The difference between English and Finnish on the one hand and Swedish on the other is very small but not insignificant, since it concerns the perspective from which a given phenomenon or event is looked at. In English and Finnish, the emphasis is on "decree", while in Swedish it is on "August".
       Differences of expression in different languages is a fascinating object to study, and there are a plethora of examples of them. For example, in English "we miss the train ", whereas in Finnish "we "late-ourselves" from-train" ("myöhästymme junasta"). 'To be late' or 'to come too late' is "myöhästyä" in Finnish; it is based on the word "myöhä" 'late'. 
     There is one more interesting difference in these examples, which is that in English "miss the train" is a verb phrase, where "train" is an object. In Finnish, on the other hand, the verb phrase "myöhästymme junasta", contains the word "junasta" 'from-train', which is not an object but an adverbial. "Myöhästymme" is not a transitive verb like "miss" but an intransitive verb. So, these languages express one and the same event quite differently.
      I conclude the blog by noting that my "linguistic tic" has taken me quite far from the defensive reaction on behalf of my first language Finnish. I have understood that languages are different not only in terms of phonetic features, phonemes, syllables, lexical units and syntactic constructions but also in terms of semantic and cultural contents they give us means to think and talk about.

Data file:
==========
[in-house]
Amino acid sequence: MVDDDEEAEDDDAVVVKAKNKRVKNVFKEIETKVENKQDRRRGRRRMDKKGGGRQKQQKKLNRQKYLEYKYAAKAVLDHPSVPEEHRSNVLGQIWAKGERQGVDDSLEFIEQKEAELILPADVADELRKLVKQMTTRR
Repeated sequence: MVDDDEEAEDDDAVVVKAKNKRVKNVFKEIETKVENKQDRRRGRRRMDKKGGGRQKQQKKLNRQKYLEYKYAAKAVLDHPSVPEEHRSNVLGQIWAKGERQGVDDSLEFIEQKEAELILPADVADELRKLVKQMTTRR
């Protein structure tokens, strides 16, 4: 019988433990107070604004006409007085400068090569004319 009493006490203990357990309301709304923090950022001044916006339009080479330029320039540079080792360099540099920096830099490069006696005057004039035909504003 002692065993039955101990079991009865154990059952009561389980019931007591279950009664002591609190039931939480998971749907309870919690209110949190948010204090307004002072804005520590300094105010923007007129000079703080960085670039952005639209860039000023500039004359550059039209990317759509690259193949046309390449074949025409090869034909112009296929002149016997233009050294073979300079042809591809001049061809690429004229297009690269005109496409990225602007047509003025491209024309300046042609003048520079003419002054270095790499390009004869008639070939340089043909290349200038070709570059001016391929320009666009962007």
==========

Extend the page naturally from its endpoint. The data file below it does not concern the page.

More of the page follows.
Learning a language we do not only learn to say what we think and feel but we also come to realize how endlessly multifaceted the world is when looked through the lens of languages. Languages are gifts we should lovingly and attentively take a good care of. 
1 Lauri Hakulinen:Suomen kielen rakenne ja kehitys (Structure and development of the Finnish language). 1979. P. 466.
2In the proto-Indo-European language variety the word was most likely *orbho- 'bereft of father'. Cf. etymonline
4 See Fred Karlsson Finsk grammatik. 1981:21.
5 Cf. Olle Engstreand Fonetikens grunder. 2004:95-172.
6 Cf. Leila White A Grammar Book of Finnish. 2008:12–15.
7 See Jeffrey Kluger "Slow Down! Why Some Languages Sound So Fast?". Time Sept. O8, 2011.